Thursday, November 26, 2009

The left's definition of 'hatred' ~ By Phil Elmore

Commentary from WorldNetDaily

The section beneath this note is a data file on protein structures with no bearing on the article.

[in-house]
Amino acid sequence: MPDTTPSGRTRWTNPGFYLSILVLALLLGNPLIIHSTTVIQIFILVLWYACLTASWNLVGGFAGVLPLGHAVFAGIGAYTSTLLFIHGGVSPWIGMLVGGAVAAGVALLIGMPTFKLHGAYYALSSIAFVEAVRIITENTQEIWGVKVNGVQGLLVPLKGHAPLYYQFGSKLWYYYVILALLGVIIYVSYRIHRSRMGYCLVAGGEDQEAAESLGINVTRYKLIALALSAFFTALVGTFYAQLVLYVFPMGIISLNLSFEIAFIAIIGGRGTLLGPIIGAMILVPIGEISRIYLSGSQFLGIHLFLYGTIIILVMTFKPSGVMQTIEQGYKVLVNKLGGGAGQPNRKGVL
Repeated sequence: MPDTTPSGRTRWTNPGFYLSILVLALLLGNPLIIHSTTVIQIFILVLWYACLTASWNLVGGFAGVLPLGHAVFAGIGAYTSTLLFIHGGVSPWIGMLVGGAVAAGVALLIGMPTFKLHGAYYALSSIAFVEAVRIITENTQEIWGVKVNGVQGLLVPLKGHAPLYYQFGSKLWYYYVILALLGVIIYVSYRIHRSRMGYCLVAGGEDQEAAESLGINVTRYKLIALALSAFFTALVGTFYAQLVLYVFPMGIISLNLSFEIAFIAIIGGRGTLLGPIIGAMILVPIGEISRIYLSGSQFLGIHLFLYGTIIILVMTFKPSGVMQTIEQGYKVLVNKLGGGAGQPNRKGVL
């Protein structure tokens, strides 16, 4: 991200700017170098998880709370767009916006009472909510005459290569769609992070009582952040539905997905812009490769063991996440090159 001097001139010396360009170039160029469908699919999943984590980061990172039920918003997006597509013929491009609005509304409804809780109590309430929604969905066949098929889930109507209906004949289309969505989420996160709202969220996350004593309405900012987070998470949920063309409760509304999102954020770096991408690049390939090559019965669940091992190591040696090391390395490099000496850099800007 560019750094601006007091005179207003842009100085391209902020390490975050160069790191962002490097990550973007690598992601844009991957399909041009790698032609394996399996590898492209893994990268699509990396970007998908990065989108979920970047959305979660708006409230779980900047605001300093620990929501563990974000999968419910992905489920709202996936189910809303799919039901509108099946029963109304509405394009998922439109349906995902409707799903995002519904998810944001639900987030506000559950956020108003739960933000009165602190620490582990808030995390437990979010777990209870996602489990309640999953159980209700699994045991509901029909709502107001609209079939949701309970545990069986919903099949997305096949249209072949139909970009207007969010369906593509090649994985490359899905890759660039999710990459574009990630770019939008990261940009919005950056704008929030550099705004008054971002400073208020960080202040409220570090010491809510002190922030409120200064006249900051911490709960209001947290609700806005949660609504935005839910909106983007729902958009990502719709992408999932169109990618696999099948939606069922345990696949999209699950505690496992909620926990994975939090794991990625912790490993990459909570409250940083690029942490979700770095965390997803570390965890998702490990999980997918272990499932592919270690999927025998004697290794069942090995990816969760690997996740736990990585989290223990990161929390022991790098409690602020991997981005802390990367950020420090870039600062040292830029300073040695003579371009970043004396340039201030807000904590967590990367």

Phil ElmoreBy Phil Elmore Posted: November 26, 2009 ~ 1:00 am Eastern © 2009 What do Adam Lambert, Cass Sunstein, Nancy Pelosi, Harry Reid and Barack Obama have in common? They share it with countless other political leftists – those who can be described, variously, as "liberals" (a euphemism that belies the word's roots and traditional meanings), as "progressives" (another euphemism that confuses or mislabels as progress what is merely invasive government control), often as "Democrats" and perhaps most accurately as "socialists." They use the technology of popular culture mass-media – television and, increasingly, streaming/real-time or downloaded video and audio available online, which forms an increasing portion of Americans' entertainment and news consumption – to tell us, over and over again, what we should think because they think it. This is a fundamental expression of insecurity. It is the need for validation, and it forms the backbone of all left-wing sociopolitical thought. Never was this need for validation, this intolerance for disagreement, on more public display than since the election of our president. Previously in Technocracy, we discussed the disturbing prevalence of President Barack Hussein Obama on the nation's television screens. Not content merely to win the election and to govern, Obama seemed, particularly in the first months of his presidency, to be obsessed with inflicting his clucking, stuttering visage on us in every conceivable venue, shrewdly using and then not so wisely overusing the power of technology to pervade American popular culture. There was no issue too big or too small for Obama not to address it in a nationally televised monologue; there was no contentious or unpopular piece of totalitarian legislation about which Obama would not take to the airwaves to demand we support; there was no citizen who dared to disagree with Glorious Leader Obama who could not expect to be addressed, directly or indirectly, in some brittle, plaintive speech decrying certain intractable Americans' stubbornness in failing to be persuaded by Obama's brilliant socio-political insight. When he wasn't asking, through his minions, that those guilty of the through-crime of disbelief in his agenda be reported to his fascist brownshirts, he was hectoring us to grant him sanction, and quickly, to nationalize vast swaths of our economy – or else. On a smaller but no less national scale, Americans were treated this past week to the spectacle of "glam rocker" Adam Lambert – a rising pop star thanks to exposure on "American Idol" (you may remember his psychedelic rendition of Johnny Cash's "Ring of Fire") – availing himself of consumer entertainment technology to remind the world that he is gay. Lambert's overtly sexual performance at the American Music Awards prompted 1,500 complaints. Lambert refused to apologize, and doubtless he believes he did nothing inappropriate. The immediate response from the scions of political correctness, meanwhile, was that any outrage evoked by these televised homosexual antics was indicative of a heterosexual double standard. Yet those who speak so ardently of "tolerance" were quick to destroy Carrie Prejean for daring to express honestly, when asked to do so, that she did not approve of legalizing gay marriage. I am a libertarian who has no problem with gay rights or the notion of gay marriage – and yet I will be accused of anti-gay bigotry for daring to bring up the facts in this paragraph. [CLICK HERE TO READ MORE]
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